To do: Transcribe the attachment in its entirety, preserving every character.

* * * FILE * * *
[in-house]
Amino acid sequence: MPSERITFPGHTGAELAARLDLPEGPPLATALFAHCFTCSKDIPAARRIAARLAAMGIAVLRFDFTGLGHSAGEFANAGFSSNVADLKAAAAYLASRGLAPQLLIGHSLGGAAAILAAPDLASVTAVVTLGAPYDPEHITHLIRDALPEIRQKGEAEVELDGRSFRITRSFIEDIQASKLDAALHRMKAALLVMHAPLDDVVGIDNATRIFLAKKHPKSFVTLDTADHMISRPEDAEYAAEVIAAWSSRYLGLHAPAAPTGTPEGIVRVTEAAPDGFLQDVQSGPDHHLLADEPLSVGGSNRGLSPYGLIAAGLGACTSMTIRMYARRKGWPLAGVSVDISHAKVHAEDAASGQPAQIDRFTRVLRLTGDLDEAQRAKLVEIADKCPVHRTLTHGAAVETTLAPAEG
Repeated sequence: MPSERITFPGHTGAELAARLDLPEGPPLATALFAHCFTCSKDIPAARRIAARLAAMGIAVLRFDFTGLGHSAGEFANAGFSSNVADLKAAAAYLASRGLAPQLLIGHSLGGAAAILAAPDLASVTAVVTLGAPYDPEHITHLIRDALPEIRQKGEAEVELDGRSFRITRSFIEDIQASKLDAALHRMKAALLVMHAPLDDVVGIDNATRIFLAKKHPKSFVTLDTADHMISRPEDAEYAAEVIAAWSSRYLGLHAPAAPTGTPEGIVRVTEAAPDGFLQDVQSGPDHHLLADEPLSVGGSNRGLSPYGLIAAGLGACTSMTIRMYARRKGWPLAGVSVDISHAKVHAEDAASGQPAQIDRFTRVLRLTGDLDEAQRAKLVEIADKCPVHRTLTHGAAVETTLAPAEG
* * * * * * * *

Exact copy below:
[in-house]
Amino acid sequence: MPSERITFPGHTGAELAARLDLPEGPPLATALFAHCFTCSKDIPAARRIAARLAAMGIAVLRFDFTGLGHSAGEFANAGFSSNVADLKAAAAYLASRGLAPQLLIGHSLGGAAAILAAPDLASVTAVVTLGAPYDPEHITHLIRDALPEIRQKGEAEVELDGRSFRITRSFIEDIQASKLDAALHRMKAALLVMHAPLDDVVGIDNATRIFLAKKHPKSFVTLDTADHMISRPEDAEYAAEVIAAWSSRYLGLHAPAAPTGTPEGIVRVTEAAPDGFLQDVQSGPDHHLLADEPLSVGGSNRGLSPYGLIAAGLGACTSMTIRMYARRKGWPLAGVSVDISHAKVHAEDAASGQPAQIDRFTRVLRLTGDLDEAQRAKLVEIADKCPVHRTLTHGAAVETTLAPAEG
Repeated sequence: MPSERITFPGHTGAELAARLDLPEGPPLATALFAHCFTCSKDIPAARRIAARLAAMGIAVLRFDFTGLGHSAGEFANAGFSSNVADLKAAAAYLASRGLAPQLLIGHSLGGAAAILAAPDLASVTAVVTLGAPYDPEHITHLIRDALPEIRQKGEAEVELDGRSFRITRSFIEDIQASKLDAALHRMKAALLVMHAPLDDVVGIDNATRIFLAKKHPKSFVTLDTADHMISRPEDAEYAAEVIAAWSSRYLGLHAPAAPTGTPEGIVRVTEAAPDGFLQDVQSGPDHHLLADEPLSVGGSNRGLSPYGLIAAGLGACTSMTIRMYARRKGWPLAGVSVDISHAKVHAEDAASGQPAQIDRFTRVLRLTGDLDEAQRAKLVEIADKCPVHRTLTHGAAVETTLAPAEG